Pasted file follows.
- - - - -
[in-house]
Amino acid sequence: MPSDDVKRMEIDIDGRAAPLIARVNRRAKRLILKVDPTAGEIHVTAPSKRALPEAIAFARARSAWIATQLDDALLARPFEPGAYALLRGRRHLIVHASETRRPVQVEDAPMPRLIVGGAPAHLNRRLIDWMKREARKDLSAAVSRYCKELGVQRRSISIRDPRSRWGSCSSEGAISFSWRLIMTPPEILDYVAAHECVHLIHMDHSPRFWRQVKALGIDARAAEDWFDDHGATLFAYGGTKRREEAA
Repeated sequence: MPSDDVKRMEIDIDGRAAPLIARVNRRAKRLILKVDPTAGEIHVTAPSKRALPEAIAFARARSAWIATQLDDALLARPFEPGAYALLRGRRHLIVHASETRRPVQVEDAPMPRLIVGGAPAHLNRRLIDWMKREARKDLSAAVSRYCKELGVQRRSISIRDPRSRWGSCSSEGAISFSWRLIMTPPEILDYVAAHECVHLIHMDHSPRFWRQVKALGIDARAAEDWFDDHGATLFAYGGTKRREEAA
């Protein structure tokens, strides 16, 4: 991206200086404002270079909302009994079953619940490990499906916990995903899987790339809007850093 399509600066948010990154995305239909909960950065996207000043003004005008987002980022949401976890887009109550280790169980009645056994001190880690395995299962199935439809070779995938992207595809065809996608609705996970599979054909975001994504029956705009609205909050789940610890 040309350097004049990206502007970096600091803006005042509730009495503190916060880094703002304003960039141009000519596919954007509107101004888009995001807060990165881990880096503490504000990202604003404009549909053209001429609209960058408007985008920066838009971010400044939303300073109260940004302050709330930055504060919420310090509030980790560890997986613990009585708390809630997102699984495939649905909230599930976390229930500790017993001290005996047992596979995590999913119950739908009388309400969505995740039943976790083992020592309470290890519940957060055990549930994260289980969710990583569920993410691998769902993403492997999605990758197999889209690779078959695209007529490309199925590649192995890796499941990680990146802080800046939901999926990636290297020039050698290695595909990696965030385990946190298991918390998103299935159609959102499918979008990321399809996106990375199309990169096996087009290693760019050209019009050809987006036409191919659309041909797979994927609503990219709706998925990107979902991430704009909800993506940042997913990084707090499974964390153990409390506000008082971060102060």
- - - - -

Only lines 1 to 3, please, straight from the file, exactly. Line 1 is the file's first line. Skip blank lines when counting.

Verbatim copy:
[in-house]
Amino acid sequence: MPSDDVKRMEIDIDGRAAPLIARVNRRAKRLILKVDPTAGEIHVTAPSKRALPEAIAFARARSAWIATQLDDALLARPFEPGAYALLRGRRHLIVHASETRRPVQVEDAPMPRLIVGGAPAHLNRRLIDWMKREARKDLSAAVSRYCKELGVQRRSISIRDPRSRWGSCSSEGAISFSWRLIMTPPEILDYVAAHECVHLIHMDHSPRFWRQVKALGIDARAAEDWFDDHGATLFAYGGTKRREEAA
Repeated sequence: MPSDDVKRMEIDIDGRAAPLIARVNRRAKRLILKVDPTAGEIHVTAPSKRALPEAIAFARARSAWIATQLDDALLARPFEPGAYALLRGRRHLIVHASETRRPVQVEDAPMPRLIVGGAPAHLNRRLIDWMKREARKDLSAAVSRYCKELGVQRRSISIRDPRSRWGSCSSEGAISFSWRLIMTPPEILDYVAAHECVHLIHMDHSPRFWRQVKALGIDARAAEDWFDDHGATLFAYGGTKRREEAA